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I am trying to solve the exercise RREF.C10 from the A first course in Linear Algebra free book.

The exercise aims at finding the reduced row echelon form of the following linear system:

$\begin{align*} 2x_1-3x_2+x_3+7x_4&=14\\ 2x_1+8x_2-4x_3+5x_4&=-1\\ x_1+3x_2-3x_3&=4 \\ -5x_1+2x_2+3x_3+4x_4&=-19 \end{align*}$

After attempting a solution on paper, I looked for the solution with Sage:

C10A = matrix([[2,-3,1,7],[2,8,-4,5],[1,3,-3,0],[-5,2,3,4]])
C10b = vector([14,-1,4,-19])
C10M = C10A.augment(C10b, subdivide=True)
C10M
C10A.echelon_form()
C10M.echelon_form()

with the following outcome:

[  2  -3   1   7| 14]
[  2   8  -4   5| -1]
[  1   3  -3   0|  4]
[ -5   2   3   4|-19]

[  1   0   0 273]
[  0   1   0 315]
[  0   0   1 406]
[  0   0   0 479]

[  1   0   0 273 274]
[  0   1   0 315 312]
[  0   0   1 406 402]
[  0   0   0 479 479]

Unfortunately the reported solution from the book is very different:

\begin{equation*} \begin{bmatrix} 1 & 0 & 0 & 0 & 1\\ 0 & 1 & 0 & 0 & -3\\ 0 & 0 & 1 & 0 & -4\\ 0 & 0 & 0 & 1 & 1 \end{bmatrix} \end{equation*}

I wonder what causes this discrepancy. Is Sage's implementation broken? Or is it just the solution from the book that is broken?

Moreover, why isn't Sage multiplying the last row for $\frac{1}{479}$ in order to have a leading $1$?

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    $\begingroup$ It's not "very different" in the sense that if you do divide by 479, then a round of operations involving the two last columns gives you what you wanted. I don't know why Sages doesn't do it. May be it is doing arithmetic over an unknown ring and is not certain whether $479=0$ or not? May be it is working over integers only? $\endgroup$ Aug 10 '14 at 12:34
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    $\begingroup$ The form shown "from the book" is called reduced row-echelon form, wherein leading ones have columns that are otherwise zeros. The row-echelon form only requires entries below leading ones to be zeros. $\endgroup$
    – hardmath
    Aug 10 '14 at 12:38
  • $\begingroup$ @JyrkiLahtonen: you were right on the integers. I changed the type to rationals (QQ) and now it computed the reduced row echelon form. $\endgroup$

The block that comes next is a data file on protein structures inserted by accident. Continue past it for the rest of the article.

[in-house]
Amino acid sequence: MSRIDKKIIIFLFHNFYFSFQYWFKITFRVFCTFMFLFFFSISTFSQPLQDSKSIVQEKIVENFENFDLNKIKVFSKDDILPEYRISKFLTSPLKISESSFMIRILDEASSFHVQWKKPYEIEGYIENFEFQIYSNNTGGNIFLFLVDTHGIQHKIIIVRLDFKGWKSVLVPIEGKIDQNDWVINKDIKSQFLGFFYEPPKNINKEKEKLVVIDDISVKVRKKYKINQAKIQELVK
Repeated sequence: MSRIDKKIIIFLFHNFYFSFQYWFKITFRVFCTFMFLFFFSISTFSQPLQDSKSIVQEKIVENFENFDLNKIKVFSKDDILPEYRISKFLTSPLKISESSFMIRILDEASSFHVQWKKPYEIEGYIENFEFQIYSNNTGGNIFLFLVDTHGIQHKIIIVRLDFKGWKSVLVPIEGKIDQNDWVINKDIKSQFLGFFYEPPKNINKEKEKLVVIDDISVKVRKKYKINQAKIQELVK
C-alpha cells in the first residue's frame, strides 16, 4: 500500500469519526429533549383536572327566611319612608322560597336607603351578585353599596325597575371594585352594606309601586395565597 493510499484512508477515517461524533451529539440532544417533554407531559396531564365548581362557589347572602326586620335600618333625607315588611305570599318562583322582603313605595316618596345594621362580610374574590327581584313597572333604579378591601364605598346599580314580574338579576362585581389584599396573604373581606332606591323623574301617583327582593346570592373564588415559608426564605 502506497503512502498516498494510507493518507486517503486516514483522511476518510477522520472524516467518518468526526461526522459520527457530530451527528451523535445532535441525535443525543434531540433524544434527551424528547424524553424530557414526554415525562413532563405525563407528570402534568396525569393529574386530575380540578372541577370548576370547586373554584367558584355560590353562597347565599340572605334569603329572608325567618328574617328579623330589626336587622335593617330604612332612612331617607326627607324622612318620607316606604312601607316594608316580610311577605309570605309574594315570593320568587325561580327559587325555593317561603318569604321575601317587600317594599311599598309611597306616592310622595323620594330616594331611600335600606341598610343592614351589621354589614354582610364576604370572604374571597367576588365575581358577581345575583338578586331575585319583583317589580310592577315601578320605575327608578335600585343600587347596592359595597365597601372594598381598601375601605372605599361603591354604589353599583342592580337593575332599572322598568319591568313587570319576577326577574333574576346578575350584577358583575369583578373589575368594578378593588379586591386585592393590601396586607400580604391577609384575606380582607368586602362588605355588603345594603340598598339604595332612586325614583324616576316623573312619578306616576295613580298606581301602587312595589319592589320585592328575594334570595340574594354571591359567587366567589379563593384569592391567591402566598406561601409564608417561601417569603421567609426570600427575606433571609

– fstab
    Aug 10 '14 at 12:46
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    $\begingroup$ Glad to hear that you solved the problem! $\endgroup$ Aug 10 '14 at 13:04
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    $\begingroup$ @francescostablum: Now that you've done the research, this would be a good solution for you to write up as a self-Answer! (Your "update" would do fine IMHO.) $\endgroup$
    – hardmath
    Aug 10 '14 at 15:07
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Setting explicitly the type of the numbers to rationals (QQ), actually solved the problem, giving the unique reduced row echelon form, instead of just one row echelon form:

C10A = matrix(QQ,[[2,-3,1,7],[2,8,-4,5],[1,3,-3,0],[-5,2,3,4]])
C10b = vector(QQ,[14,-1,4,-19])
C10M = C10A.augment(C10b, subdivide=True)
C10M
C10A.echelon_form()
C10M.echelon_form()


[  2  -3   1   7| 14]
[  2   8  -4   5| -1]
[  1   3  -3   0|  4]
[ -5   2   3   4|-19]

[1 0 0 0]
[0 1 0 0]
[0 0 1 0]
[0 0 0 1]

[ 1  0  0  0| 1]
[ 0  1  0  0|-3]
[ 0  0  1  0|-4]
[ 0  0  0  1| 1]
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Good sleuthing! In order to relieve those who don't know about rings from needing to learn about them while preserving easy access to this functionality, Sage also has the rref() method for such matrices (reduced row echelon form):

sage: C10A.echelon_form()
[  1   0   0 273]
[  0   1   0 315]
[  0   0   1 406]
[  0   0   0 479]
sage: C10A.rref()
[1 0 0 0]
[0 1 0 0]
[0 0 1 0]
[0 0 0 1]

In fact, if you look at the section marked "Sage RREF Reduced Row-Echelon Form", you will see that Rob says the following:

You may notice that Sage has some commands with the word “echelon” in them. For now, these should be avoided like the plague, as there are some subtleties in how they work.

Indeed, though you figured it out. Good luck!

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